Falsification of Timesheets

I am a local employer and it has come to my attention that one of my employees is not completing his time sheet accurately. We write down the time that we enter the premises for work and when we leave. I have noticed that the employee sometimes leaves a couple of minutes early, but puts the time down he is supposed to finish. Can I take any action over this?

Answer:

Thank you very much for your question. Falsification of timesheets is a very serious matter even if it is only a couple of minutes. What this employee is doing potentially amounts to dishonesty and theft, in that they appear to be acting deliberately to mislead you and accepting payment for time they have not worked. There are a couple of issues here. One being that he is leaving early, the other is that he is misrepresenting what time he leaves on his time sheets.

In relation to the leaving early, this is a potential disciplinary offence but, it may be difficult to discipline in the first instance, especially if there is a custom and practice of “knocking off” early amongst staff. However, if all the staff follow the rules and this employee is the only one who is leaving early, then it might be appropriate to take disciplinary action.

The matter of the falsification of timesheets is a more serious one and this could be classed as gross misconduct. Employers can often dismiss employees in the first instance where they have committed an act of gross misconduct. Whether this would be reasonable in this case will depend on the circumstances.

You should always ensure that you investigate any disciplinary issues properly and carry out a fair disciplinary procedure before you make any decision about whether or not to discipline or dismiss. Remember, sometimes employees have genuine explanations as to why they have acted in a particular way, which might mean that disciplining is not the best idea.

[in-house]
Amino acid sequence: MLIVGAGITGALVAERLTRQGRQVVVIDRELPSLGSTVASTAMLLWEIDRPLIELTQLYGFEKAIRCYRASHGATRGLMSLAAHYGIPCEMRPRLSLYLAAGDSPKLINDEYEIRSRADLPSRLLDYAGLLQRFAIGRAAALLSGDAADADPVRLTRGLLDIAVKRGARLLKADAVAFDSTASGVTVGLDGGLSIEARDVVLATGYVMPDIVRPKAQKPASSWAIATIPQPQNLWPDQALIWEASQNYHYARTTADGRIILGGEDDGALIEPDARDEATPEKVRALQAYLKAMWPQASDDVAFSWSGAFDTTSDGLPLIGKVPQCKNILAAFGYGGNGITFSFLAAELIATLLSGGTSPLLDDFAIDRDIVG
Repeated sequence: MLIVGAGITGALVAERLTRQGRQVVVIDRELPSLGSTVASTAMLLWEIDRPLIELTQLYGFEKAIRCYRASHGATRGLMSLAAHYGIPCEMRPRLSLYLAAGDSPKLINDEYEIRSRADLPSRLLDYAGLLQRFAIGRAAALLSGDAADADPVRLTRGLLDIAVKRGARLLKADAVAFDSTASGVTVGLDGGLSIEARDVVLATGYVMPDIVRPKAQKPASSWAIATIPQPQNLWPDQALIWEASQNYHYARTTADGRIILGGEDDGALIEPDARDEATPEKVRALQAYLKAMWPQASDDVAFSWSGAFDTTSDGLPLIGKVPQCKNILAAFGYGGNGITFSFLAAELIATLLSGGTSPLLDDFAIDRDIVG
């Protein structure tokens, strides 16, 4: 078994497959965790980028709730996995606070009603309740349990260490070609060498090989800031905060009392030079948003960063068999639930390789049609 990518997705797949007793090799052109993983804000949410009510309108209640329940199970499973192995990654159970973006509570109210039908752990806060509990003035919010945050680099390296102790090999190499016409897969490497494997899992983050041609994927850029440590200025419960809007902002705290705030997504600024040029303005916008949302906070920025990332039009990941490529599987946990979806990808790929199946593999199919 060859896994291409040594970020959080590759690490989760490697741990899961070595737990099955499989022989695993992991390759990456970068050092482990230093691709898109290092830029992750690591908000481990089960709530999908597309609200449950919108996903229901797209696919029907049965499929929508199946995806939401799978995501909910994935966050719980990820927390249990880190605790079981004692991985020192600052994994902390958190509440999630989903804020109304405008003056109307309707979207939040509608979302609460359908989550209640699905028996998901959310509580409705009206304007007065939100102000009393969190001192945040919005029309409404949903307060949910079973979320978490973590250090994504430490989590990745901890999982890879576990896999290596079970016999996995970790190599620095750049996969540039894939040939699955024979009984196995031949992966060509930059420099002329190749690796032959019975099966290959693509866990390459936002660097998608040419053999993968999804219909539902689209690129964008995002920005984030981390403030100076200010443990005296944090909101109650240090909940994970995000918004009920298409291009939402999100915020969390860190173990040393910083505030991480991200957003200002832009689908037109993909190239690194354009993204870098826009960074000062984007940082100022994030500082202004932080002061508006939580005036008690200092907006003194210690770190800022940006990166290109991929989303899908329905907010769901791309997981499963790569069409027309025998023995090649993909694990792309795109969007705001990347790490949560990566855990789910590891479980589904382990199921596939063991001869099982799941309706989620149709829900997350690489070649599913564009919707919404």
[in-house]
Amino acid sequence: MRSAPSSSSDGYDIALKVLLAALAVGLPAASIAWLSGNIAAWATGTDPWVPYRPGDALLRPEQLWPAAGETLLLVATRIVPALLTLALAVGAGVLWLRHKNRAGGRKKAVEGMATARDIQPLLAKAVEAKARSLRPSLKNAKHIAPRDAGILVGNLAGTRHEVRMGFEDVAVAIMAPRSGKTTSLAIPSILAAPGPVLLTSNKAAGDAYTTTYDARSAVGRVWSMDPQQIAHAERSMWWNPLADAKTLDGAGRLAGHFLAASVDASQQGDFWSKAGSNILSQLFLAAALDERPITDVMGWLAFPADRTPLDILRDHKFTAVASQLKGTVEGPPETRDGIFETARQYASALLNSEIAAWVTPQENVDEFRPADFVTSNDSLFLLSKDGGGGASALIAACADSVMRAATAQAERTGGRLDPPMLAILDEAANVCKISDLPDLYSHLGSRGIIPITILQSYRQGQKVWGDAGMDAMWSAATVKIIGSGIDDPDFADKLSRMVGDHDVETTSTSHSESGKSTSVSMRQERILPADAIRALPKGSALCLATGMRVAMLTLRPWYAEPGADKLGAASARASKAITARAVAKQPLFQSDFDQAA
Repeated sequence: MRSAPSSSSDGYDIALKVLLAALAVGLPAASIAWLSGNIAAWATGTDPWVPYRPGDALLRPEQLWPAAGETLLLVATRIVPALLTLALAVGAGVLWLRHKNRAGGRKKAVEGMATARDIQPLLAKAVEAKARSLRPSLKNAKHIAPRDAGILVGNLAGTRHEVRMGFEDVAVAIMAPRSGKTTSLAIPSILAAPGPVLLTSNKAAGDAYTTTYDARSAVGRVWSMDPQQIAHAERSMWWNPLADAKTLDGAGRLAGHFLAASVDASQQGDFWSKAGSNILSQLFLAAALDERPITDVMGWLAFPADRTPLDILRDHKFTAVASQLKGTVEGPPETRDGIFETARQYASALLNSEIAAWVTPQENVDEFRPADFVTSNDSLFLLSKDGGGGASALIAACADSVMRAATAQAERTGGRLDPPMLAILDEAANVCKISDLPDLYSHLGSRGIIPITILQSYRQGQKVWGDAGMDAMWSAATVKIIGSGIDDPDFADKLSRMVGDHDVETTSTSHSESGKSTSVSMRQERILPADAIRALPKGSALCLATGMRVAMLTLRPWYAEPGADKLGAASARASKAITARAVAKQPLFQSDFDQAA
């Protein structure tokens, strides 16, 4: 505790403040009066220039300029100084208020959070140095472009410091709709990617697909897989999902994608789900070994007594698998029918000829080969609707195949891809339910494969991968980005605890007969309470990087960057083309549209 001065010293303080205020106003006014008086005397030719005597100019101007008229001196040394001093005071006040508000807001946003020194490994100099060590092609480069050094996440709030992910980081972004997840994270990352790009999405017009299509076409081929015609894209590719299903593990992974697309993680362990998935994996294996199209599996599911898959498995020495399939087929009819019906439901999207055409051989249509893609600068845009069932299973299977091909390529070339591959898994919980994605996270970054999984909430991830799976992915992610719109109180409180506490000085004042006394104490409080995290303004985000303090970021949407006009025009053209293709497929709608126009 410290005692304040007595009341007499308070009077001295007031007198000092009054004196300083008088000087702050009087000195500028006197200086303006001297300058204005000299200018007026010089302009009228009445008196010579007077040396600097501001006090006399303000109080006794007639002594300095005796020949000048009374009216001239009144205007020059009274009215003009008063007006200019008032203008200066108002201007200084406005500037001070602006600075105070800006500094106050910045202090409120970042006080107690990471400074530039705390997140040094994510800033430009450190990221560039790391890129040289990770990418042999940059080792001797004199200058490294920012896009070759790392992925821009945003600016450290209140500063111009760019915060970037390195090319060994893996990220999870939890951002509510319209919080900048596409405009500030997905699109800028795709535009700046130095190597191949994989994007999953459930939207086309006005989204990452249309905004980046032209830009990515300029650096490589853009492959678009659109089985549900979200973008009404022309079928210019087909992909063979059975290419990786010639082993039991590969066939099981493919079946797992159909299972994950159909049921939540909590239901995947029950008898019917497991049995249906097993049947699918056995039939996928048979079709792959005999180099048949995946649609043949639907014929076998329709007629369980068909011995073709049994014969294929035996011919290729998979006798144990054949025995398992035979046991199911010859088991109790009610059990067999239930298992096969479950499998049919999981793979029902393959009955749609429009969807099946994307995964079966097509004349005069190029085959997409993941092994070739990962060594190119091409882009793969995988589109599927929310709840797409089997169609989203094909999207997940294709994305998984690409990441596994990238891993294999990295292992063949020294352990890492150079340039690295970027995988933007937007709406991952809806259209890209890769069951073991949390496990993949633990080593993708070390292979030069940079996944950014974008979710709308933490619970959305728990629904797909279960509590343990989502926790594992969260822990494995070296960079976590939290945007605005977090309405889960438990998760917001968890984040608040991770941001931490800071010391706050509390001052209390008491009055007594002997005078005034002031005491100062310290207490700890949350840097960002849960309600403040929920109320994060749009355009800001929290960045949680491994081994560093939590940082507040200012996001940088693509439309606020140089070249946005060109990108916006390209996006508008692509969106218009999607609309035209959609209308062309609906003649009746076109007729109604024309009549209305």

We often get questions about timekeeping. We advise that it is good practice to have a robust timekeeping and attendance policy in place which sets out what you expect from employees and the consequences if they do not stick to this! Your disciplinary policy should make it clear that theft and dishonesty are both classed as gross misconduct. Finally, and most importantly, you should ensure that everyone knows about the policies and follows them. You will have difficulty relying on them if, on a day to day basis, these are not followed or policed.

Please do get in touch and we can discuss this matter further.

Coronavirus

Our employment team has received (and continues to receive) a large number of requests for help from companies who would like assistance with interpreting the ongoing changes to the furlough scheme and/or who are advance planning for when the furlough scheme comes to an end.  Some of this planning may involve consideration of short-time working or even redundancies and some involves dealing with specific concerns that returning employees may have about health and safety or about childcare and other obligations.

We have produced a number of factsheets for our employer clients which explain the Government guidance and which provide some practical guidance on how to deal with some of these matters.

If you have any specific queries about ending your furlough scheme or need any assistance with restructuring your business in light of the ongoing economic difficulties caused by the Coronavirus pandemic, please e-mail Steve Walker at s.walker@livingstons.co.uk or Gail Black at g.black@livingstons.co.uk.

Full details of how we are dealing with Coronavirus are available here.

We will do everything possible to keep disruption to a minimum during this difficult time.